The city and county each paid $16,745 in 2007 for an exterior terra cotta assessment of the building. Land Assets of Danville was to pay the other half of the cost, $33,490.
The city also paid $10,000 for a market study and other services out of Public Development Department long-range planning funds.
Assessments showed the building’s cracking and broken pieces are caused by water that’s entered the building and has rusted the steel behind the terra cotta. The steel expands and creates the pressure causing the terra cotta cracks. Routine caulking and tuck pointing normally addresses this problem in buildings, but neglect of several years causes the cracks.
Some restoration work followed in 2007.
Dreher said the best estimate is $1 million to $1.5 million to get “the outside in a condition for another 75 years.”
“That’s really not a horrible amount of money,” he said about putting a 75-year, low-maintenance surface back on the approximately 30,000-square-feet building.
The deterioration of terra cotta, which can last 70 to 100 years, is happening to buildings in every city, he said.
There was a developer with a team from Mt. Vernon interested in the building, with a plan on the table. But when the economy started to sour in the summer of 2008, the developer wasn’t able to proceed.
A market study performed on the building showed the building could support mixed residential, professional and retail uses.
Bresee Committee members also have explored public uses for the building by various government entities, and had met with Danville District 118 Superintendent Mark Denman regarding the possibility of using part of the building for administrative offices.
The Bresee Committee also is making a brochure to be used in marketing the building.
The committee, which had been on hold, has been meeting for about two years. It will meet again this month or February. Black also is joining the committee.
Dreher said the county, city, DDI and Vermilion Advantage are working together “to protect and defend the building.”
Dreher goes through the building once a month. No major problems have arisen in the last three to four years.
“Really, in terms of the age of the building, it is a remarkably stable building,” he said.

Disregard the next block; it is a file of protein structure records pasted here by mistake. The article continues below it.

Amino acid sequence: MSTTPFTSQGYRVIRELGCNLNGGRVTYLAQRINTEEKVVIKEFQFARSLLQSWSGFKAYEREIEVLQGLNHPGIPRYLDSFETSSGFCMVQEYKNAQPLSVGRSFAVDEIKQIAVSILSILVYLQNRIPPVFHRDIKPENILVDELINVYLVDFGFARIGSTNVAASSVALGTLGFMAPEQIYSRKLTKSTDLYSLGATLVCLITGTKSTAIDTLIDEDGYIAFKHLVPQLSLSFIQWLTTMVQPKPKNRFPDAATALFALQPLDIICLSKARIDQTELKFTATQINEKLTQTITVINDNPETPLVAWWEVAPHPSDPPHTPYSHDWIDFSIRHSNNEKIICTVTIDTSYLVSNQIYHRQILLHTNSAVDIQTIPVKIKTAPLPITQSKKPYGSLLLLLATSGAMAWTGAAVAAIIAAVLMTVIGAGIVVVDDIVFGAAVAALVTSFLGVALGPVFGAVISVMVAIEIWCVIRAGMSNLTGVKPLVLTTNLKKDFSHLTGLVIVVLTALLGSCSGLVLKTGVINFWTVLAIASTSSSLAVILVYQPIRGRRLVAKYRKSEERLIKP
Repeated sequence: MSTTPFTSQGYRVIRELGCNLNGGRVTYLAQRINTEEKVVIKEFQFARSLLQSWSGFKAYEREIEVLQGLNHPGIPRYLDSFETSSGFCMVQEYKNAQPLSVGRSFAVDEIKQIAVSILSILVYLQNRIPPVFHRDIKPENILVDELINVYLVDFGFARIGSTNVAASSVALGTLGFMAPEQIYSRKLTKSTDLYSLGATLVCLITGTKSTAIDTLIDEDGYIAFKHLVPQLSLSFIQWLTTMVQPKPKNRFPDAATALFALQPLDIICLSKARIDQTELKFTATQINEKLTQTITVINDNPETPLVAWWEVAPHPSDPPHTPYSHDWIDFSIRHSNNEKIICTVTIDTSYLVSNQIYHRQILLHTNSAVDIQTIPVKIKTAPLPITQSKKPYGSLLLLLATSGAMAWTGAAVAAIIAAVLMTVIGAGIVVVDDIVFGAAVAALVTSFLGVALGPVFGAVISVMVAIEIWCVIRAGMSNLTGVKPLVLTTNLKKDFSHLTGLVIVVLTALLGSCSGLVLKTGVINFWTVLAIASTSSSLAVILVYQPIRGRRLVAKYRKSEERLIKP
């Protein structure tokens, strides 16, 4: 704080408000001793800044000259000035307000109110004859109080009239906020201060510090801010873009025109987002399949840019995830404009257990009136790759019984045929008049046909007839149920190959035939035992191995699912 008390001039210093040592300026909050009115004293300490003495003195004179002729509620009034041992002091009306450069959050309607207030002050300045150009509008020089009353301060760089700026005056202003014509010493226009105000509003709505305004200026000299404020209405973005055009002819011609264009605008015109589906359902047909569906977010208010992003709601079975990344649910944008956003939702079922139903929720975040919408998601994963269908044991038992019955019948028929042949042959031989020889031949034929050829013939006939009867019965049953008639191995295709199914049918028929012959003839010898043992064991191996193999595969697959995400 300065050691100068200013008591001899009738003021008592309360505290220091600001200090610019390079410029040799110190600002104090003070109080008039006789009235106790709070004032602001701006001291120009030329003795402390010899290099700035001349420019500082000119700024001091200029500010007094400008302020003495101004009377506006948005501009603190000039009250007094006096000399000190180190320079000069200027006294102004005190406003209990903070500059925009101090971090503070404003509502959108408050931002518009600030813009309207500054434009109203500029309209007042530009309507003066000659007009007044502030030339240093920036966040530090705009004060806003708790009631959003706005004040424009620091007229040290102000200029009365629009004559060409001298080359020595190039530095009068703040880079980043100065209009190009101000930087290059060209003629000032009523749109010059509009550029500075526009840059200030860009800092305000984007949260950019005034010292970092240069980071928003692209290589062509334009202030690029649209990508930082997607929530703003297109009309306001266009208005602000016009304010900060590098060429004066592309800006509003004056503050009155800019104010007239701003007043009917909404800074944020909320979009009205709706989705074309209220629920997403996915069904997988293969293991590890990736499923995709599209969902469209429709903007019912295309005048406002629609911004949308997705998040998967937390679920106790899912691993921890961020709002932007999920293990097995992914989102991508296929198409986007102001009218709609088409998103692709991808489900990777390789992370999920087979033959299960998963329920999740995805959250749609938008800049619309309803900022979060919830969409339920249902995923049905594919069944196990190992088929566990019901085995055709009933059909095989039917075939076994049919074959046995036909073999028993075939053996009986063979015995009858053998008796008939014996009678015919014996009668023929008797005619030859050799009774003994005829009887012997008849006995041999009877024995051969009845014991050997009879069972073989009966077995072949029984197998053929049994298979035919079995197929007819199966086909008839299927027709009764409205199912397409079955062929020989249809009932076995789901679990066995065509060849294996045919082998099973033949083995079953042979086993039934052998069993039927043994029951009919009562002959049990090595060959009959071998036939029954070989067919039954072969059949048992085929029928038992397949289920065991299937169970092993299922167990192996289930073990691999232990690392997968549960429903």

Come spring, Dreher said some volunteers may be recruited to perform a little housekeeping, such as cleaning windows, dusting and vacuuming.
A plaque on the outside of Bresee Tower reads “Abraham Lincoln occupied offices in a building on this site while practicing law in the Eighth Judicial District from 1847 to 1859.”
The First National Bank Building, as it was initially called, had the bank housed on the first floor with offices above.
The building’s name changed when the bank moved next door and brothers Paul and H.R. Bresee of Champaign-Urbana bought the building in 1963. Paul Bresee put WIAI radio station on the air in 1970 as a contemporary country station and was its chief officer until his death in the 1990s.
For the next 12 years, the building was owned by Key Broadcasting — a management company under the holding company of First Corbin Financial. WIAI 99.1 FM also was part of Key Broadcasting’s $1.3 million purchase in 1993. The station moved out of the building to go to Champaign-Urbana.
In April 2005, First Corbin decided it would discontinue rental of the building effective June 1 and forced the eight remaining tenants to leave.
Utility expenses to keep the building open were costly, First Corbin said.
The corporation has tried to donate the building to the city, county, local colleges and civic organizations, which could receive rehabilitation grants.
The corporation has continued to supply electricity for the antennas on the roof for cell phone and television services until someone else takes over the building.